After a summer of confusion, China's new visa regulations went into effect on September 1st. New visa categories have been added and requirements for some existing categories have been changed.
What triggered these changes?
As the number of foreigners coming to China to live and work has increased sharply in recent years, the inadequacy of the existing regulations became more apparent, and the so-called "gray zone" became larger and larger.
This, along with recent incidents of foreigners engaged in criminal activities, prompted the revisions to the law. According to Gary Chodorow of the US and China Law Blog (speaking on a podcast), the PSB specifically was concerned with cracking down on what they called the "san fei" (three illegals): illegal entry; illegal work; and illegal overstays.
What are the categories now?
The following is a list of all of the visa categories. The new categories are M, Q, R, and S, and X2.
C Visas (Crew)
D Visas (Permanent Residents)
F Visas (Short term exchanges, visits, study tours)
G Visas (transit)
J Visas (Journalists)
L Visas (Tourism)
M Visas (Business or Commerce)
Q1 Visas (Family Members of PRC Citizens or Permanent Residents Coming to Reside in China)
Q2 Visas (Relatives of PRC Citizens or Permanent Residents Coming to Visit China)
R Visas (High level Talent)
S1 Visas (Certain Relatives of Foreign Workers or Students in Chinamore than 180 days)
S2 Visas (Certain Relatives of Foreign Workers or Students in China less than 180 days)
X1 Visas (Long-term Students)
X2 Visas (Short-term Students)
Z Visas (Work)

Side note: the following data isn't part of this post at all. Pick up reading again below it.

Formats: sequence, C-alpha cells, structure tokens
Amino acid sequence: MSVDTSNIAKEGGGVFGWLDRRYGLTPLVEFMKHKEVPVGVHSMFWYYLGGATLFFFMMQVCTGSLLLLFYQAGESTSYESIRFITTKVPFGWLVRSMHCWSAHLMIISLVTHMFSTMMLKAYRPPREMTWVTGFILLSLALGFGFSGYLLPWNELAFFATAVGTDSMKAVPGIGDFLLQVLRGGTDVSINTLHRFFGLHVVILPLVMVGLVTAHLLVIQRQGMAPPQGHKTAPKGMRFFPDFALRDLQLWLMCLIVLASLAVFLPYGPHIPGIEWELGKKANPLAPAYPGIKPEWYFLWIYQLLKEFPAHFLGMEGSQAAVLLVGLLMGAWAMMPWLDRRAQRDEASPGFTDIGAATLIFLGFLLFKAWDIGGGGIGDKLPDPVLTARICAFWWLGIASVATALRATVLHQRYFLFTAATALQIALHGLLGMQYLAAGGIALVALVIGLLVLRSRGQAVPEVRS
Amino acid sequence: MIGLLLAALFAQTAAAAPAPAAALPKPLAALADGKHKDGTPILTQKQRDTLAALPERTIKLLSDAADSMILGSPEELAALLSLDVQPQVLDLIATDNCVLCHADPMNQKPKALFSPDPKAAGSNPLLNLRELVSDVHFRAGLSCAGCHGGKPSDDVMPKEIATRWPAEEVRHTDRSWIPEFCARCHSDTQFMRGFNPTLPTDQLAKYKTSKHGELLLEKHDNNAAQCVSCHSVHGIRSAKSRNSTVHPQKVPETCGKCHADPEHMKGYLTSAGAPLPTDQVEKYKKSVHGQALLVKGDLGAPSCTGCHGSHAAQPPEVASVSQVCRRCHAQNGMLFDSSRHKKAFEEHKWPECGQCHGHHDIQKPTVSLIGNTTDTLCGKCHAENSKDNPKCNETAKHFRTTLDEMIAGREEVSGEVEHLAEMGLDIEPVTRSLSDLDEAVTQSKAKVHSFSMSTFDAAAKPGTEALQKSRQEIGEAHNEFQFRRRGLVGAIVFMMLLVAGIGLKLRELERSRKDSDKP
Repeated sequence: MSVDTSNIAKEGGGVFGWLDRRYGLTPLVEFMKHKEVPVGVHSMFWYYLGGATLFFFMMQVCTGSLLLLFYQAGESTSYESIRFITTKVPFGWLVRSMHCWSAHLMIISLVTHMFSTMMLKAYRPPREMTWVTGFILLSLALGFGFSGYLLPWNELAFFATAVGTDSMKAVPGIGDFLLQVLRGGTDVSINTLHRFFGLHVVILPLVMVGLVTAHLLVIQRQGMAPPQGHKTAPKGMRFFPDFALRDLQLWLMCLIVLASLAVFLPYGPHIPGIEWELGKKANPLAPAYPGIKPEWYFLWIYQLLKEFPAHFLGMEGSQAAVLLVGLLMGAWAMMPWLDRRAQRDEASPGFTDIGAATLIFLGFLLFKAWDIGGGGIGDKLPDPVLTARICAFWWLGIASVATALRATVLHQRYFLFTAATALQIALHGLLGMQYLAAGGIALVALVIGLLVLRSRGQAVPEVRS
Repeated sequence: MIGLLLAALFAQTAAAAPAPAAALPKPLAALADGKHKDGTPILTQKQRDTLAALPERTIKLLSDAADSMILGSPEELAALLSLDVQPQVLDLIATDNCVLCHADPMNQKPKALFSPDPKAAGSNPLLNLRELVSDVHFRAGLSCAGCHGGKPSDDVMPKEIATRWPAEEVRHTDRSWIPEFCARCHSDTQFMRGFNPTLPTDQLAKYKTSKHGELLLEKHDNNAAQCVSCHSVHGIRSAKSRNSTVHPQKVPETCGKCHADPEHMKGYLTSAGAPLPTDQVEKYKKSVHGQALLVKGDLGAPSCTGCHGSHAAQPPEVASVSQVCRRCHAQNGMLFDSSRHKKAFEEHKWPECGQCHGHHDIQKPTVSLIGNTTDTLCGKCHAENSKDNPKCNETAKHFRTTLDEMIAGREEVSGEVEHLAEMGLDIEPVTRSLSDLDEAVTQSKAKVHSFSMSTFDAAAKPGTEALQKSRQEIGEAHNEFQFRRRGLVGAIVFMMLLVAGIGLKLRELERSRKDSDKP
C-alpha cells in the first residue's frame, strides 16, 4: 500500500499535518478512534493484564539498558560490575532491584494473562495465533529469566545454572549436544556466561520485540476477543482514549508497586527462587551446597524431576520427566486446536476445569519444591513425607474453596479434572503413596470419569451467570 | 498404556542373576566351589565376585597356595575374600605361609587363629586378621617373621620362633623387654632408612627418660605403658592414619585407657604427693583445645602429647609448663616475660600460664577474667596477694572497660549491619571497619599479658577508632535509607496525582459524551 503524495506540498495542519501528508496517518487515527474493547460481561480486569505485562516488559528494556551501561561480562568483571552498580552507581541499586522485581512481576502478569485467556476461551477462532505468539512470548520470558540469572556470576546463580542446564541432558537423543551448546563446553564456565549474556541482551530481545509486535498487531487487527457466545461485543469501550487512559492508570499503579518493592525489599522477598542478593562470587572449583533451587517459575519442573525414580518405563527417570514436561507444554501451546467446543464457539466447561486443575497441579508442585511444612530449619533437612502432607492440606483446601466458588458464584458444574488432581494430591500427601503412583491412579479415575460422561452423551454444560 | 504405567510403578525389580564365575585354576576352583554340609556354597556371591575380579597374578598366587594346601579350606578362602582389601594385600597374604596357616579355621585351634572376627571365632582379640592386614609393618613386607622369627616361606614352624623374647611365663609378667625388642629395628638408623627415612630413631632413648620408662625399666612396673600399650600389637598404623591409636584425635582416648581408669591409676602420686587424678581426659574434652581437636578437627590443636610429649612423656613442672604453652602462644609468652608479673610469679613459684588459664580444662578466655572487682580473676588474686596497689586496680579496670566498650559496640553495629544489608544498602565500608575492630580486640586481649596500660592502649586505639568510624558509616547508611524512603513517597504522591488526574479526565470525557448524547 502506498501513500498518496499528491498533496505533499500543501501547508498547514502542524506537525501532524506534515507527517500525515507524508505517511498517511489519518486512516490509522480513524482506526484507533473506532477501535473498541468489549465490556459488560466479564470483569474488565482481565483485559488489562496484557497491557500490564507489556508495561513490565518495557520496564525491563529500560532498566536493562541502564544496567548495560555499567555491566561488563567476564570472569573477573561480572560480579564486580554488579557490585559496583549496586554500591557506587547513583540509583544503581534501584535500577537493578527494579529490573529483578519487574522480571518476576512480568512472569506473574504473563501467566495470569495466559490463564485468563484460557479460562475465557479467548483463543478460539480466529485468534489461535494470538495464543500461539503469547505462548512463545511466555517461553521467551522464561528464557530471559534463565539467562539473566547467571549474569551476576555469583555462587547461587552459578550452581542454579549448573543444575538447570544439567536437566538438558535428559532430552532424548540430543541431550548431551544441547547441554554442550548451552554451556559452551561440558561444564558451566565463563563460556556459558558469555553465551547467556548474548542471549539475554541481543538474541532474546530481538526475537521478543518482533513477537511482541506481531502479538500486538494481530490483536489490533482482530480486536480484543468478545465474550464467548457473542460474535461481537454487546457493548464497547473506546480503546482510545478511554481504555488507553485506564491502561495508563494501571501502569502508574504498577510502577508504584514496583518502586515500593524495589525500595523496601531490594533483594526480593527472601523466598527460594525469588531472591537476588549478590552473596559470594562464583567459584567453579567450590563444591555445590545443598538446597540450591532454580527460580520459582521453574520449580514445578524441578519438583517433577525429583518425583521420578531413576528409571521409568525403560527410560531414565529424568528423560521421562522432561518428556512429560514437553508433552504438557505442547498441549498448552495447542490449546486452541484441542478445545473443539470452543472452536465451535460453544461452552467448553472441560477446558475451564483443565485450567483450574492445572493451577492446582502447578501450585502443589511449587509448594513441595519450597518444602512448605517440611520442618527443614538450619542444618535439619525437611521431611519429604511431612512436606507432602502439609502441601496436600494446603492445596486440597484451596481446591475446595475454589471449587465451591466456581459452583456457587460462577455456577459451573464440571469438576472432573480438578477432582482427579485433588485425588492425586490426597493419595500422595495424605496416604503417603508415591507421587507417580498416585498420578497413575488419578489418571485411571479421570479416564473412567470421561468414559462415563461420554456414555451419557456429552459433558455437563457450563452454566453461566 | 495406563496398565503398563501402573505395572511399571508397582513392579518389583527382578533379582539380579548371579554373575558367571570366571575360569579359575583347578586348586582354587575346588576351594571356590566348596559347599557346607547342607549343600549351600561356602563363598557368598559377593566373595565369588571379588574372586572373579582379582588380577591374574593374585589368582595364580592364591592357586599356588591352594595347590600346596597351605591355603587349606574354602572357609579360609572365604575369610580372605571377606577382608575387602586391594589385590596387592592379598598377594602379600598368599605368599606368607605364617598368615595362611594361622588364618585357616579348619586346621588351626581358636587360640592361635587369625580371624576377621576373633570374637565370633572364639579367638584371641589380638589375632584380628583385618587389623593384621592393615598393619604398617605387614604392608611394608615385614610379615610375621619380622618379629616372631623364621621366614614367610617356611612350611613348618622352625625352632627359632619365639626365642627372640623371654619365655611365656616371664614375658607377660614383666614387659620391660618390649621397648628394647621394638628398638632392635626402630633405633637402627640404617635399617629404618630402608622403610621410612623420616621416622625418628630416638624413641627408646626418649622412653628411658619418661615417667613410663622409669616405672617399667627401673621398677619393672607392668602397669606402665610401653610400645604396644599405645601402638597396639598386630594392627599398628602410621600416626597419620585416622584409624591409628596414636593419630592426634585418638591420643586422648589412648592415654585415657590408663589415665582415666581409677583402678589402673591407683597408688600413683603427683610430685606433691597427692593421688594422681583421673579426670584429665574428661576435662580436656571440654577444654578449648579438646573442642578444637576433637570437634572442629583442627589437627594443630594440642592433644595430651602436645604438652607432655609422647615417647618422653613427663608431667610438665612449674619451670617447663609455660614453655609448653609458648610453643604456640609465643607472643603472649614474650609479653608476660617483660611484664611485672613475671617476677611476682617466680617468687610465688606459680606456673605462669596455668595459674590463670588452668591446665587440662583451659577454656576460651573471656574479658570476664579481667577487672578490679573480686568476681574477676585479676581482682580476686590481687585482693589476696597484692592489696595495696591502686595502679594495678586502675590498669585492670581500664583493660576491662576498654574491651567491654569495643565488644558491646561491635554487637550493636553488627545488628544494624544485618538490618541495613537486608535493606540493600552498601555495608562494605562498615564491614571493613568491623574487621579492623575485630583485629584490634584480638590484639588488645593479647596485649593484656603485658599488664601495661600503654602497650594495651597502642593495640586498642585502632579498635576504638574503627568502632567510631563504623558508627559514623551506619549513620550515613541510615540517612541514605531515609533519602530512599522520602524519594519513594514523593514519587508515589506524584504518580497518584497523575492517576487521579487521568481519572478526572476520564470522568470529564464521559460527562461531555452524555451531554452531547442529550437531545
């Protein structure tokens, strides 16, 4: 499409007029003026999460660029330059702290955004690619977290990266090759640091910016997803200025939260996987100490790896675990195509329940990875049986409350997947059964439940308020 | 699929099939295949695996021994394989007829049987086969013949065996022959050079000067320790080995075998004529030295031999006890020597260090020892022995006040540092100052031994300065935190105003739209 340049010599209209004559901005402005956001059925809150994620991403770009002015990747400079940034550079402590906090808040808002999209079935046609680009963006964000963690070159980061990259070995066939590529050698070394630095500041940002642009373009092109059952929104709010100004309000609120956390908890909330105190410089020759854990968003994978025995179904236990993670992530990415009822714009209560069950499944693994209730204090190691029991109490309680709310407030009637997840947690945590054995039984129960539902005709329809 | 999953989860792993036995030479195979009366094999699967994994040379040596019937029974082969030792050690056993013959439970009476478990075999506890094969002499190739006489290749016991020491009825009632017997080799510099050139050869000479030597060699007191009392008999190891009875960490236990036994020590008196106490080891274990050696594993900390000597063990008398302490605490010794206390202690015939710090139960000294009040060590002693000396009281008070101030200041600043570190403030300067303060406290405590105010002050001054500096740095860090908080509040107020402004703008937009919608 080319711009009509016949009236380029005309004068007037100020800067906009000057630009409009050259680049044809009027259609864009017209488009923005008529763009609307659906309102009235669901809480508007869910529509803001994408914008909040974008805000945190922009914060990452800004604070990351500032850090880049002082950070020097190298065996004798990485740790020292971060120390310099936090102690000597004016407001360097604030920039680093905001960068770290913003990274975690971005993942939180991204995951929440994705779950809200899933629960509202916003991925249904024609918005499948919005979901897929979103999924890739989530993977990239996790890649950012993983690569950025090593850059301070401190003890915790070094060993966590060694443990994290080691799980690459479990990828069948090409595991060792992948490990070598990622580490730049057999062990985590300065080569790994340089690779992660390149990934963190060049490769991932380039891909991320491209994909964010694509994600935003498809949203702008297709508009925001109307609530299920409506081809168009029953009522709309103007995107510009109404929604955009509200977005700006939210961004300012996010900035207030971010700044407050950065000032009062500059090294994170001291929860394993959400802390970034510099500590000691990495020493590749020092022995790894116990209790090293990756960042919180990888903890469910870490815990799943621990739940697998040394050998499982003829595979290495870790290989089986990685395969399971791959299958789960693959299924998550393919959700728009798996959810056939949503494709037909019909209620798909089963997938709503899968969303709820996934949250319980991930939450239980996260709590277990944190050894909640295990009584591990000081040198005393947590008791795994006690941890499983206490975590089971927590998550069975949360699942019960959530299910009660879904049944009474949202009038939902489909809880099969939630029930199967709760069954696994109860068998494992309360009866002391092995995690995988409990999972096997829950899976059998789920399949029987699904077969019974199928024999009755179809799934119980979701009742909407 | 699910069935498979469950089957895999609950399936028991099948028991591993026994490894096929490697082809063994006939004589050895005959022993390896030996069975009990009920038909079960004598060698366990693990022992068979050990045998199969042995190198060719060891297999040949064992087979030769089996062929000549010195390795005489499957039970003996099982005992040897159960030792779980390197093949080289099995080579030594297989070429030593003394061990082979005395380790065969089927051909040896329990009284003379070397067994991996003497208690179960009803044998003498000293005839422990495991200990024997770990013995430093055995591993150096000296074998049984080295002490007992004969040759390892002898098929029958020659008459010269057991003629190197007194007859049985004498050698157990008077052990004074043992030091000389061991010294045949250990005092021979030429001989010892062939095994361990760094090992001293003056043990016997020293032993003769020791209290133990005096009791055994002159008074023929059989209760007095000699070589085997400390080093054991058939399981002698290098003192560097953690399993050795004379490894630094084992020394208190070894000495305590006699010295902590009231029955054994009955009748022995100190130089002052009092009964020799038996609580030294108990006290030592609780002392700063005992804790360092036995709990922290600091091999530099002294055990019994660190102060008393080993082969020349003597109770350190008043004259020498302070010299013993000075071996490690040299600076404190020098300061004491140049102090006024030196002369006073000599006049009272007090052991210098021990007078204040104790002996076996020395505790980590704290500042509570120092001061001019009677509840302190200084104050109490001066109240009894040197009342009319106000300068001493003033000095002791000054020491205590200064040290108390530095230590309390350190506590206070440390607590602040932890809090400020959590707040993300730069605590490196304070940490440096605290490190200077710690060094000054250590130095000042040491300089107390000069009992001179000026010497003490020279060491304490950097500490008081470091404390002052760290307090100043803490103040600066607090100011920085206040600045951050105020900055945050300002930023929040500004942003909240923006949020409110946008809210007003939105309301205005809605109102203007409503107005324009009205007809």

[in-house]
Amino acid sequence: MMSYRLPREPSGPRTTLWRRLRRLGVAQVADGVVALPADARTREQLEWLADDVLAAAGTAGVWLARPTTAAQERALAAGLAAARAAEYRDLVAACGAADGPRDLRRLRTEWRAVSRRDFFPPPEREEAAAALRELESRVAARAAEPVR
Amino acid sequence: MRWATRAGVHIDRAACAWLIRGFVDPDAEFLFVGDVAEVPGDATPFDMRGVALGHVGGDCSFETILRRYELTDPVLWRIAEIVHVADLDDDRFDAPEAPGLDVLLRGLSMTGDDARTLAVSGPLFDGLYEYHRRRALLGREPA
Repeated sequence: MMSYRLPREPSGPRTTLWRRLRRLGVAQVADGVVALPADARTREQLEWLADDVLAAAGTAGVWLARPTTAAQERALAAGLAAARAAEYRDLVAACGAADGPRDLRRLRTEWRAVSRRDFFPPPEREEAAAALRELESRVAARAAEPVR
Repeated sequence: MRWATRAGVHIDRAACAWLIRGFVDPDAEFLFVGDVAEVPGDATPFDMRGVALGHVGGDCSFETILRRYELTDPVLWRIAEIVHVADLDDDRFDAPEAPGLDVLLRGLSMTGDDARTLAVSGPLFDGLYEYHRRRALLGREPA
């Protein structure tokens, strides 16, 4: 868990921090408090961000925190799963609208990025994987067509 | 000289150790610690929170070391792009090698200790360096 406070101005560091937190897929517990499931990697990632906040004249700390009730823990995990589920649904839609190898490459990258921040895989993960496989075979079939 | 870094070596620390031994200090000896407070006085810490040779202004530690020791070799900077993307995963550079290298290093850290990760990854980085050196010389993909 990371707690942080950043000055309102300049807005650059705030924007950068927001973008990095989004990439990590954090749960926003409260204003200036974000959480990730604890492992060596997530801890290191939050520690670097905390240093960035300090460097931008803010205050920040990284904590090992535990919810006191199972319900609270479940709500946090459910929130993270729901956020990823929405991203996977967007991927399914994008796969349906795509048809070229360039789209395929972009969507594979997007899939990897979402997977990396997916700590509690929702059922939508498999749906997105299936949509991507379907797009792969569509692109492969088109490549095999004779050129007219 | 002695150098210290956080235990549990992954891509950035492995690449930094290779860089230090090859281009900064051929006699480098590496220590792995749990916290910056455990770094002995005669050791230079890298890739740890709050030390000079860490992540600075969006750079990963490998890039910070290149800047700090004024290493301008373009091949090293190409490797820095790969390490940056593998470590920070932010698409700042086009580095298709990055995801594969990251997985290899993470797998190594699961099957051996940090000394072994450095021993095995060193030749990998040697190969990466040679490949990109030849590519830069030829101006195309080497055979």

The US and China Visa Law Blog has an excellent summary and analysis of the new regulations, including a detailed description of each new category.
New regulations such as these often provoke consternation among foreigners working in China (legally or otherwise). We often fuss about the weakness of laws and regulations that create large grey zones until we realize that we can happily live in the grey. Then, when these grey zones begin to shrink, we say, "wait a minute!"
These new regulations will make securing a visa easier for some, but will no doubt make it more difficult for others. They are also a good reminder that living in China as a foreigner is not a right, but a privilege.
For more on the new visa regulations:
FAQ on China's New Exit-Entry Administration Law and Regulations (Updated Sept. 1, 2013) (US and China Visa Law Blog)
Official notice from the Ministry of Foreign Affairs (scroll down for English)
"All About Visas": Podcast by the Economic Observer (US and China Visa Blog)
Joann Pittman is senior vice president of ChinaSource and editor of ZGBriefs. Prior to joining ChinaSource, Joann spent 28 years working in China, as an English teacher, language student, program director, and cross-cultural trainer for organizations and businesses engaged in China. She has also taught Chinese at the University... View Full Bio